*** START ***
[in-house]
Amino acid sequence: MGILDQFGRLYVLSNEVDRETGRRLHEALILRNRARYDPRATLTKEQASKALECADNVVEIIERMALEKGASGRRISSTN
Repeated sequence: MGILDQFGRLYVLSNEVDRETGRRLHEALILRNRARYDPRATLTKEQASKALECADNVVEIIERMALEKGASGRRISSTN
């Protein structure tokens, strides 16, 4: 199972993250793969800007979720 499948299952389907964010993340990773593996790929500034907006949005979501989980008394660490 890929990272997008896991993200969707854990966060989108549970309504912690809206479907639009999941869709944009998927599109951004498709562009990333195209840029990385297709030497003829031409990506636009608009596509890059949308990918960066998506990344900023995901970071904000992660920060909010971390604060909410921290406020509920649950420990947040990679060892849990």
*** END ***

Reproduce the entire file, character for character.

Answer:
[in-house]
Amino acid sequence: MGILDQFGRLYVLSNEVDRETGRRLHEALILRNRARYDPRATLTKEQASKALECADNVVEIIERMALEKGASGRRISSTN
Repeated sequence: MGILDQFGRLYVLSNEVDRETGRRLHEALILRNRARYDPRATLTKEQASKALECADNVVEIIERMALEKGASGRRISSTN
């Protein structure tokens, strides 16, 4: 199972993250793969800007979720 499948299952389907964010993340990773593996790929500034907006949005979501989980008394660490 890929990272997008896991993200969707854990966060989108549970309504912690809206479907639009999941869709944009998927599109951004498709562009990333195209840029990385297709030497003829031409990506636009608009596509890059949308990918960066998506990344900023995901970071904000992660920060909010971390604060909410921290406020509920649950420990947040990679060892849990």